- February 11, 2013 at 1:41 pm #7568
In my opinion, preparing for an interview is half the battle. How do you go about this?
I find the most important thing for me is getting my thoughts organized. When you’re being asked so many thought-provoking questions, it can be difficult to express what you REALLY want to say if you’re not prepared. I even like to anticipate questions I might be asked and come up with answers prior to the interview. Not that I’m saying you’re going to rehearse everything word for word, but it helps to keep me on track and answer the question to the best of my ability.February 11, 2013 at 2:48 pm #7569
I think you’ve got it right. There are some standard questions that you can anticipate such as why do you want this job? As a result, you can have some well thought out answers ready to give yourself a starting point.
I find it’s good, too, to have some questions of your own. One of my favorites is to ask the person what they think the successful candidate will look like after he or she has been doing the job for six months.
The other thing I do is business homework. I get on LinkedIn and find out all I can about the company and the people I’m interviewing with. This can give you some insights that you might not have thought of. You might have friends who can reach out on your behalf.
I usually spend a lot of time on the company’s website and Facebook and Twitter accounts. Those can give you tips about the company’s culture.February 12, 2013 at 1:27 pm #7585
Thanks Greg, I love the idea of asking your own questions. A question like that will help you to manage expectations if you do land the job.
And you just gave me the idea, what if you could take it one step further and interact with the company on Facebook and Twitter? I think that would show dedication and sincere interest.February 12, 2013 at 2:42 pm #7590
Heather van WerkhoovenMember
My own natural curiosity had led me to do a good amount of research on various organizations prior to interviews. Along the way I jot down questions and (constructive) feedback about the website, their mission, etc. Creating that list of questions while researching has put me in the position of asking completely unique and insightful questions (or so I’ve been told!) in the interview , proving not only that I am interested but that have the analytical skills to think through the business model and ask relevant questions. As far as the feedback part goes, I would feel out the interviewer- sometimes constructive feedback can make you look like a potentially valuable part of the team… other times it can make you look like a bit of a jerk 🙂October 8, 2013 at 1:08 pm #29631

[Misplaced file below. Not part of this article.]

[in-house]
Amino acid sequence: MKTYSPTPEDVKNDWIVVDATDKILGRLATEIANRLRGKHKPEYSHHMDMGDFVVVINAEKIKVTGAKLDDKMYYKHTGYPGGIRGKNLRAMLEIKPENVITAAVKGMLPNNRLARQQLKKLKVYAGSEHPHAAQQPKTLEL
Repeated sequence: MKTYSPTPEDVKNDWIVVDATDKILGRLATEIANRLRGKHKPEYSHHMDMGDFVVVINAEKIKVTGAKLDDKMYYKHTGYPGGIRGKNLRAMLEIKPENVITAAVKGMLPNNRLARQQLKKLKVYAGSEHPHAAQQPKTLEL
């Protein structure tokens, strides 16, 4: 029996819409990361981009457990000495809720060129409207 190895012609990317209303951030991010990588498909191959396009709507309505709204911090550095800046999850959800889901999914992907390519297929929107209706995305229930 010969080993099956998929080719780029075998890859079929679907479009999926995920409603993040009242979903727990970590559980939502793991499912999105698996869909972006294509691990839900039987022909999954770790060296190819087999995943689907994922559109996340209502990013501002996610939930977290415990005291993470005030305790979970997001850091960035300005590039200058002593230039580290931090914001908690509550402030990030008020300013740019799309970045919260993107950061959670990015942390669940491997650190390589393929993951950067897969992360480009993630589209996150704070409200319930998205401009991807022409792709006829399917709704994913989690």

What would you say are some good questions to ask? Asking questions to the interviewer can show preparation and interest in the company, but I’ve also seen on career advice logs that sometimes questions are asked for the sake of showing this rather than actually being interested in the answer. I really liked Greg’s post about asking what a successful candidate will look like after 6 months on the job.October 8, 2013 at 1:48 pm #29640
The best thing you can do is give some thought to your questions and have them ready going into the interview. Something like what will the successful candidate look like after six months on the job lets the employer give you a set of goals and expectations without you having to ask them directly what they do or don’t like in an employee. It also allows you to match your skill set with the true job description, so that you can tell if you’re a good match or not. Often times what the company is hiring for is much different than the job they have posted.
I’d say do some homework on the company via LinkedIn and Facebook. It’s amazing how small the world gets when you start looking at how many degrees of separation you are from your new employer. People on the inside can help you structure open-ended questions that will allow the subject to talk about his or her company at length. They also show that you cared enough to not only read an online job posting but did your homework as well. I truly believe getting a job can be as much about who you know as what you know.
I hope this helps. Good luck.
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